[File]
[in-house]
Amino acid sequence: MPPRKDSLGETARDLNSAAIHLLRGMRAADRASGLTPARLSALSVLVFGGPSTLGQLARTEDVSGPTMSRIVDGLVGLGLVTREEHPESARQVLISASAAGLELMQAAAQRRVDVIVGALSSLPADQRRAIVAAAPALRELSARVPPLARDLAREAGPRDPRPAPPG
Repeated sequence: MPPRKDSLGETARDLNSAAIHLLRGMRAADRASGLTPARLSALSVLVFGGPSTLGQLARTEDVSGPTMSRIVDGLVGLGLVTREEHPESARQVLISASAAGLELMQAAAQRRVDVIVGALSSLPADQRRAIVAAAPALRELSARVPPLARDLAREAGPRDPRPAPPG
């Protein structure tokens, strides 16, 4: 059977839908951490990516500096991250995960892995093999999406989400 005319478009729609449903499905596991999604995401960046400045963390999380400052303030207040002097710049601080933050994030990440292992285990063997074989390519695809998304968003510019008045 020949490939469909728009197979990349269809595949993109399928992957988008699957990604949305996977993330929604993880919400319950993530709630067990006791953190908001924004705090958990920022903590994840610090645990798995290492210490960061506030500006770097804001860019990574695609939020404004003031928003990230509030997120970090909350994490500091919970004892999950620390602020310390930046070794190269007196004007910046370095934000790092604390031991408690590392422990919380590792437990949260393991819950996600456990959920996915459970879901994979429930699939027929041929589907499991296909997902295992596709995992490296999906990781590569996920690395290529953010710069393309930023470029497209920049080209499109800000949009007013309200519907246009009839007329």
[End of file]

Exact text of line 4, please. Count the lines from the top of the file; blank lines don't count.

């Protein structure tokens, strides 16, 4: 059977839908951490990516500096991250995960892995093999999406989400 005319478009729609449903499905596991999604995401960046400045963390999380400052303030207040002097710049601080933050994030990440292992285990063997074989390519695809998304968003510019008045 020949490939469909728009197979990349269809595949993109399928992957988008699957990604949305996977993330929604993880919400319950993530709630067990006791953190908001924004705090958990920022903590994840610090645990798995290492210490960061506030500006770097804001860019990574695609939020404004003031928003990230509030997120970090909350994490500091919970004892999950620390602020310390930046070794190269007196004007910046370095934000790092604390031991408690590392422990919380590792437990949260393991819950996600456990959920996915459970879901994979429930699939027929041929589907499991296909997902295992596709995992490296999906990781590569996920690395290529953010710069393309930023470029497209920049080209499109800000949009007013309200519907246009009839007329």